Stanford’s Cultural Arson

Stanford University has decided to rename its buildings to ease the hurt butts of militarized students and Amerind grievance-mongers, distancing itself from a piece of California history called Junipero Serra, an influential and amazingly accomplished Catholic priest who was instrumental in founding the famous California Missions as well as the cities of San Francisco and Los Angeles.

Statue of Father Serra at the San Diego Mission.

University to rename Serra House, Serra Mall following two years of controversy

https://www.stanforddaily.com/2018/09/13/university-to-rename-serra-house-serra-mall-following-two-years-of-controversy/

by Brian Contreras, Holden Foreman and Julia Ingram, 17 September 2018

Stanford will rename the freshman dorm, Serra, and Serra House, two campus buildings honoring California mission system founder Father Junipero Serra, who has drawn sharp criticism for his mistreatment of Native Americans.

Serra was admittedly harsh to the locals, being a firm believer in forced conversions, Inquisitor-at-large for New Spain and various other issues a modern Prot like me could nitpick. However, the sort of people who think Serra was evil tend to champion truly wicked men like Che “the Pig” Guevara. It’s an unfunny joke when atheists claim devout Christians are the bad guys; the 20th Century has settled this matchup beyond doubt.

Stanford will also seek to rename Serra Mall, pending the approval of Santa Clara County and the U.S. Postal Service. This would change the University’s official address, which is currently 450 Serra Mall. If approved, Serra Mall will become Jane Stanford Way in honor of the University’s co-founder.

A choice of obvious cultural and historical significance. How did we manage to become a state without the blessed influence of Jane Stanford?

Jane Lathrop Stanford | Sally McBurney | Flickr

Do those look like crazy eyes to you? She’s not quite bitchface but no photographs I’ve found would disagree with that accusation.

New names for the Serra dorm and the Serra House, an academic building that houses the Clayman Institute for Gender Research, have yet to be determined. According to Brad Hayward, Associate Vice President for University Communications, the University will select the new name for Serra dorm after gathering student input starting this fall.

“We don’t know who we do want the dorms named after but we’re sure Father Serra has got to go. Hey, let’s let the kids make our decisions! We won’t trigger them that way. We don’t want to trigger them.”

Not all landmarks that echo Serra’s name will be re-christened. Serra Street, which stretches from the end of Serra Mall to El Camino Real, will retain its name. The dorm Junipero — named for the juniper tree rather than Serra, despite popular misconceptions — will remain unchanged.

Yeah, sure. The dorm was named after a species of tree, not the guy whose name is on the surrounding buildings and street. I doubt academic freedom can exist in a university willing to lie to itself as a compromise or cost-cutting measure.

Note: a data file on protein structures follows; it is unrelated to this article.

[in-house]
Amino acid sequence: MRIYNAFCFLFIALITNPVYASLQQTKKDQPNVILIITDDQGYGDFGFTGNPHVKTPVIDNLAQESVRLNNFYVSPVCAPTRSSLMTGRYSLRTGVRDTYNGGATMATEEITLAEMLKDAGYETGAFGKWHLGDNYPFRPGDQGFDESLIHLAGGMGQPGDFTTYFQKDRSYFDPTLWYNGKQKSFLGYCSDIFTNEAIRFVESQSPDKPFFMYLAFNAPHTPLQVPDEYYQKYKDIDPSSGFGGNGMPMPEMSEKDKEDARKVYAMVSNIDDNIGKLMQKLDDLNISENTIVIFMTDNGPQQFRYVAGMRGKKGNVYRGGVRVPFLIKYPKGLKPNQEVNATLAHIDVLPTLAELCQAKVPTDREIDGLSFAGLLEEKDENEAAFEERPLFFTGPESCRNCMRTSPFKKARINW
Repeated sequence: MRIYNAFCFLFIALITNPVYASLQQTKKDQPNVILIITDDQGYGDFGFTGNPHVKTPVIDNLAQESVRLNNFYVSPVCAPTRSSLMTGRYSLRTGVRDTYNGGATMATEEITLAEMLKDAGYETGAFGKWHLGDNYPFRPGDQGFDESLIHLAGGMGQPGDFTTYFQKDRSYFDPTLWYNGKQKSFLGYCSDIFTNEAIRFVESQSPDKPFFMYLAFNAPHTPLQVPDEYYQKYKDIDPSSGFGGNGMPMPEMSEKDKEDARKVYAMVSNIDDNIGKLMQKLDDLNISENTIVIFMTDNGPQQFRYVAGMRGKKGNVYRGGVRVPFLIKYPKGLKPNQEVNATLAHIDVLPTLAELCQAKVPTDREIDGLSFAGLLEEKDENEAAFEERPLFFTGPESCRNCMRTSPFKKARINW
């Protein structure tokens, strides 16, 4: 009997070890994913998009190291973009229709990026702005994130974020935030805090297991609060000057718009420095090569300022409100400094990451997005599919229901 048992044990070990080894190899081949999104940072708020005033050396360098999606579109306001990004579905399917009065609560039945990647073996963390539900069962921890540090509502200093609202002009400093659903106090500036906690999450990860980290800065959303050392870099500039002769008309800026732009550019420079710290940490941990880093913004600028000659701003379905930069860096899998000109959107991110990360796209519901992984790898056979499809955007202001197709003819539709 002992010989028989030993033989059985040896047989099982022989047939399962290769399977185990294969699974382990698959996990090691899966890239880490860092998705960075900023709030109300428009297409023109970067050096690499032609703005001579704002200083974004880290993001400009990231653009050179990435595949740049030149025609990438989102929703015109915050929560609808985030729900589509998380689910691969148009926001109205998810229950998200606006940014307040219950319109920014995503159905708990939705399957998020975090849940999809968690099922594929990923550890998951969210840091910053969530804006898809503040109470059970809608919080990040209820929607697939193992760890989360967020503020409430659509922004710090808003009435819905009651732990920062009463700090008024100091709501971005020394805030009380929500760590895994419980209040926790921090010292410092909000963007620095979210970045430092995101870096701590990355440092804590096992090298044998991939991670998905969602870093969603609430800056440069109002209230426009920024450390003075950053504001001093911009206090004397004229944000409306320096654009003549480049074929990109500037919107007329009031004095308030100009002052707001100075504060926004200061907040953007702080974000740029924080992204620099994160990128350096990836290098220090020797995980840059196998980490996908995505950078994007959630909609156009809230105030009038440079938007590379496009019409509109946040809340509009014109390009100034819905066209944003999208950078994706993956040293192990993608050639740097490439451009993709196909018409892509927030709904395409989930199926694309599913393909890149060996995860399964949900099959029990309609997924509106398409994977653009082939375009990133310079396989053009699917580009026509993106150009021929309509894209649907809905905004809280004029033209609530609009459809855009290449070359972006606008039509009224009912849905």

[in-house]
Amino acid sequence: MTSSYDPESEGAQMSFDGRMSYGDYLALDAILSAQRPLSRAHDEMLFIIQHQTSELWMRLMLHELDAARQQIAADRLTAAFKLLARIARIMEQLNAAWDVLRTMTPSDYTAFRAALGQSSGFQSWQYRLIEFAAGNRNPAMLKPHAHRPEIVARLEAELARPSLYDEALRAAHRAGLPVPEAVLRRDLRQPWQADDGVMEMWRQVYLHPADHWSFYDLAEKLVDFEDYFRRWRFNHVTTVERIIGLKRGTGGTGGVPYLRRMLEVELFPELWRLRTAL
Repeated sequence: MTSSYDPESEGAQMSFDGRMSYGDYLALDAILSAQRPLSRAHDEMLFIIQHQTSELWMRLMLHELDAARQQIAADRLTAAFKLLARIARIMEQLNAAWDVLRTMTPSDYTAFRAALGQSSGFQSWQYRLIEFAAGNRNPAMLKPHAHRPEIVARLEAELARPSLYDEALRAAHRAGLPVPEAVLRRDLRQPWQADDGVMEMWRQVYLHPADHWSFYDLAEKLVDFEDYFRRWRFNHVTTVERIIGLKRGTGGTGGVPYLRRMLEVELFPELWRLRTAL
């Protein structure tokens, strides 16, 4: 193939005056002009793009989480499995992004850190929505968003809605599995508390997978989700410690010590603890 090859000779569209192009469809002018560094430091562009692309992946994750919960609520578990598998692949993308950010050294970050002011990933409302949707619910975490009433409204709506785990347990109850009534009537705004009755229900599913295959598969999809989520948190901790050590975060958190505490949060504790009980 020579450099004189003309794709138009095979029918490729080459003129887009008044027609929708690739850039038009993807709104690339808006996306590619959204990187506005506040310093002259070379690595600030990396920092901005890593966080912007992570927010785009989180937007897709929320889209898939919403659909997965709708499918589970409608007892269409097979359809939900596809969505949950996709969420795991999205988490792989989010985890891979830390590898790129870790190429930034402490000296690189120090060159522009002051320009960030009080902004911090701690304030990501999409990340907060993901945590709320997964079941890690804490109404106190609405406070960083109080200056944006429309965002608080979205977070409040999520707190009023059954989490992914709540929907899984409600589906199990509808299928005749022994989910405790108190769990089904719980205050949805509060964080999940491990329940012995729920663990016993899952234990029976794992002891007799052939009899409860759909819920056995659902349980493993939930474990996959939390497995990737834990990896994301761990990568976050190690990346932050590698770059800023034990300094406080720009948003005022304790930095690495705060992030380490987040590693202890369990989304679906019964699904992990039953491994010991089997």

The decision was recommended by the Advisory Committee on Renaming Junipero Serra Features, convened by University President Marc Tessier-Lavigne to apply a set of principles surrounding the renaming of campus buildings and landmarks to those honoring Serra. The recommendations have been accepted by Stanford’s Board of Trustees.

I left the link to those principles for the interested. They’re so vague that somebody must have been paid a large fortune to write them.

The decision was recommended by the Advisory Committee on Renaming Junipero Serra Features, convened by University President Marc Tessier-Lavigne to apply a set of principles surrounding the renaming of campus buildings and landmarks to those honoring Serra. The recommendations have been accepted by Stanford’s Board of Trustees.

“We hope that renaming the two Serra houses and Serra Mall will remove a significant hurt to Native Americans, other members of the Stanford community and the larger diverse world that Stanford seeks to embrace,” the committee’s report states. “We also acknowledge that respect for historic continuity with Stanford’s founding reflected in our recommendation to maintain the names of other features named for Spanish missionaries and settlers may continue to cause concern for some.”

I found an interesting reason for Junipero Serra to be singled out like this: Serra was canonized by Pope Francis on September 23, 2015, as a part of the pope’s first visit to the United States, the first canonization to take place on American soil, per Wikipedia.

Stanford’s Thursday decision marks a milestone in a multi-year debate that has been fraught with institutional delays and ensuing frustration from those who sought a resolution to the matter.

The Advisory Committee on Renaming Junipero Serra Features is the third committee convened in response to the call to rename Serra. An original committee, tasked in 2016 to resolve the renaming question by then-President John Hennessy, failed to deliver a verdict on the matter after a long stalemate.

In late 2017, institutional efforts to address the renaming controversy accelerated. Tessier-Lavigne announced that he would dissolve that group and convene two new committees; the first would devise principles on renaming to ensure continuity between cases going forward, and the second would apply those principles to Serra’s case.